Kaspersky has also designed a multi-layered security approach intended to cover all possible attack vectors. “We’ve analysed how data flows in the system, how external applications will use Adaptive AUTOSAR API and how we can protect their data, the operating system and other applications,” Efimov added. “With our technologies which are embedded in KasperskyOS, and with KSS, we can control all the dataflow on the system.” This design allows Kaspersky to create bespoke cyber security policies. KSS halts any action that would break security policies, effectively preventing any unapproved actions from taking place, including halting intruders before they can inject harmful malware.
With KasperskyOS we can restrict attacker actions. We designed this platform and this system in a way that no unapproved logic or function should be able to run on it
Another benefit is Kaspersky’s use of hypervisors, which allow a single host computer to virtually share its resources, such as memory and processing power, and to host several virtual machines. Hypervisor use will be critical in allowing for isolated operating system functionality. “For both safety and compatibility, modern automotive operating systems will need to be able to run isolated operating systems, or isolated functionality of some applications,” said Efimov. “For that purpose, they will need to be hypervisor-compatible.”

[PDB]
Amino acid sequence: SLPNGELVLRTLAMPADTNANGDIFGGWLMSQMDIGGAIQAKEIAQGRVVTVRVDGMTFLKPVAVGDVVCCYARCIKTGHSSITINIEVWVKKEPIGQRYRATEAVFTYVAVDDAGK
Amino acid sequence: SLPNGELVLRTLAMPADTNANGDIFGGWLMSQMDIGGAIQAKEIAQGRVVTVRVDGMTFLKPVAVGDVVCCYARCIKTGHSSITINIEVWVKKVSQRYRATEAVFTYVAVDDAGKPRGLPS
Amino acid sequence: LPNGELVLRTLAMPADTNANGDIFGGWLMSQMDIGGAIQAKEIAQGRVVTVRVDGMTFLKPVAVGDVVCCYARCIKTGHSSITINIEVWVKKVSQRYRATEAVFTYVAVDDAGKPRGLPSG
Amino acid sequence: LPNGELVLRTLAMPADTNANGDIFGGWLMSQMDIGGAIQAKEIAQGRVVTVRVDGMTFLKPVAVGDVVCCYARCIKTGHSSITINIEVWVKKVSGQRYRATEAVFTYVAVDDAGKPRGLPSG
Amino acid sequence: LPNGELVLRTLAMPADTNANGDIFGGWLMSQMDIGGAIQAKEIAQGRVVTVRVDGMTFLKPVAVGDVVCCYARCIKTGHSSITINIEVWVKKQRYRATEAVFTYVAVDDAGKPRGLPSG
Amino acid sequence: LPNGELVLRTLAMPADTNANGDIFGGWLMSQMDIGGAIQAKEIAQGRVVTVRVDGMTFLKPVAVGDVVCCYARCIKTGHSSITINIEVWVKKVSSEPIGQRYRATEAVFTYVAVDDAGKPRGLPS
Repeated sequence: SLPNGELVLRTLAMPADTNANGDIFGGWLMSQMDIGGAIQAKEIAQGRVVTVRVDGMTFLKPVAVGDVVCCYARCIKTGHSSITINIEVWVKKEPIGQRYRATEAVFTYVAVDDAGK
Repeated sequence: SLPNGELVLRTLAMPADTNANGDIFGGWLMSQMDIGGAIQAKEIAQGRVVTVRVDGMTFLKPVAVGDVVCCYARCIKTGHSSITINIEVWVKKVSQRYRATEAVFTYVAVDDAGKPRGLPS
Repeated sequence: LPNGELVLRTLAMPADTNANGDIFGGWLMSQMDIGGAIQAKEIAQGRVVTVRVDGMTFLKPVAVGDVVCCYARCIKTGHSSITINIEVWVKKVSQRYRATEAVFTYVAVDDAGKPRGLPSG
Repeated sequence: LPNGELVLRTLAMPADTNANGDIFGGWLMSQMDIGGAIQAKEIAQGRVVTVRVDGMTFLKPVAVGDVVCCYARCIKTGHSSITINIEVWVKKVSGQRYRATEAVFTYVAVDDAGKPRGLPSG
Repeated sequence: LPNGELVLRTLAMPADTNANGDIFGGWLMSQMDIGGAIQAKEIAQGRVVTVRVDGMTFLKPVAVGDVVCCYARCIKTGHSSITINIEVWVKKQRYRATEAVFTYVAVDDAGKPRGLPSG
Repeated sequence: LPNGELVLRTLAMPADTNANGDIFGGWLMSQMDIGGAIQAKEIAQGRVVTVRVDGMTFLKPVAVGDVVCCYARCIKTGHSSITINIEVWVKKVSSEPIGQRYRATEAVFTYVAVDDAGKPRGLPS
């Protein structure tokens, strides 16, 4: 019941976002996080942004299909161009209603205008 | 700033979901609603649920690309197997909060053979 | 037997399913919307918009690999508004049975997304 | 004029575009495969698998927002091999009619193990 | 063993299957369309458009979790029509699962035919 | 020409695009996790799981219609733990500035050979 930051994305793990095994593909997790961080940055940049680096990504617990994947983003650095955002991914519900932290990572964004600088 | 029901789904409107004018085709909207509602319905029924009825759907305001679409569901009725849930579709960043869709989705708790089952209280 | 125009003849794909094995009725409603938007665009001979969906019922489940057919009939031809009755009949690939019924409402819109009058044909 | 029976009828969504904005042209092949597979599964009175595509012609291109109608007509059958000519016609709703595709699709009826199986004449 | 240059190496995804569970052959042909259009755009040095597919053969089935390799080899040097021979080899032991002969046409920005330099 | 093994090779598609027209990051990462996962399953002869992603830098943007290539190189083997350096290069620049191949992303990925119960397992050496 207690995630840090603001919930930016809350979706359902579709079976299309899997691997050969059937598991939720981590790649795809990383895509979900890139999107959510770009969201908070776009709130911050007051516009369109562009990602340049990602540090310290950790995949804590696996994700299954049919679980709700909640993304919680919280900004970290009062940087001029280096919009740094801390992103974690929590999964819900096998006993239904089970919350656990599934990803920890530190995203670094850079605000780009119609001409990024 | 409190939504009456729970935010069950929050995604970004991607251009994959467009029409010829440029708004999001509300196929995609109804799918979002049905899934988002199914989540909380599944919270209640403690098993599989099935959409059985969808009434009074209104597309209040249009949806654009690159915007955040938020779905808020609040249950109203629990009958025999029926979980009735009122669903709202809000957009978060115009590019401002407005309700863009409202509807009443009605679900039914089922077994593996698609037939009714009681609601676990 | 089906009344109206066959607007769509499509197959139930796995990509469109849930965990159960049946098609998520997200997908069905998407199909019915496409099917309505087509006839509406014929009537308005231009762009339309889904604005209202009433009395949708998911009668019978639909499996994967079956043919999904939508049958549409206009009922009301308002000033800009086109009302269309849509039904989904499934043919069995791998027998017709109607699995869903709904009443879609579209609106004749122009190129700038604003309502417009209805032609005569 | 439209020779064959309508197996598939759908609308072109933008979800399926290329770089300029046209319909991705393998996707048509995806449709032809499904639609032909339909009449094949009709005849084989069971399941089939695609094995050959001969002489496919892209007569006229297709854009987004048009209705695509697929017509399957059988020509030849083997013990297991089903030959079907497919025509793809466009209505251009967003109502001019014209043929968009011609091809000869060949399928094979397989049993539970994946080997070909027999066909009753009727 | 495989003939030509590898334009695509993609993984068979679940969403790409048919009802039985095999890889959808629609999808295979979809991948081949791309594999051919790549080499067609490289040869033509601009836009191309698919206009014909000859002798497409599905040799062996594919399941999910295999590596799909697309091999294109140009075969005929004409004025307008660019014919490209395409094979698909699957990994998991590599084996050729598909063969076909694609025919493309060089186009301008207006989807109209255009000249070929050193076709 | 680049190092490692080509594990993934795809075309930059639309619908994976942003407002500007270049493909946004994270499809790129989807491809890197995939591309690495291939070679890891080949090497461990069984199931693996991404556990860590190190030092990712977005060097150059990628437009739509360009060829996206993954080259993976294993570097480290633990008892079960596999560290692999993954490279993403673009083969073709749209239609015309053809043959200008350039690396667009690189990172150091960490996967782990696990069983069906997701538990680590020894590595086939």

Future automotive applications
Today’s industry is rapidly evolving, as are hacking techniques. Any cyber security product must be able to scale quickly and effectively to best new threats.
To future-proof its platform, Kaspersky has implemented solutions to cover all known potential threat scenarios. Though future threats are unknown, Efimov is confident that the platform can react instinctively. “New threats which will emerge in the future should be covered by our implementations,” he said. “With KasperskyOS we can restrict attacker actions. We designed this platform and this system in a way that no unapproved logic or function should be able to run on it.”
This security-by-design philosophy should allow Kaspersky’s platform to scale with the industry, especially as greater numbers of automated and connected vehicles make it to market. “This approach gives us the scalability for the future. If someone wants to implement autopilot functionality on our platform, we can integrate that autopilot system in such a way that it will perform only designed operations,” said Efimov. “Even if someone finds a flaw in that application, the operating system will not allow them to leverage that flaw.”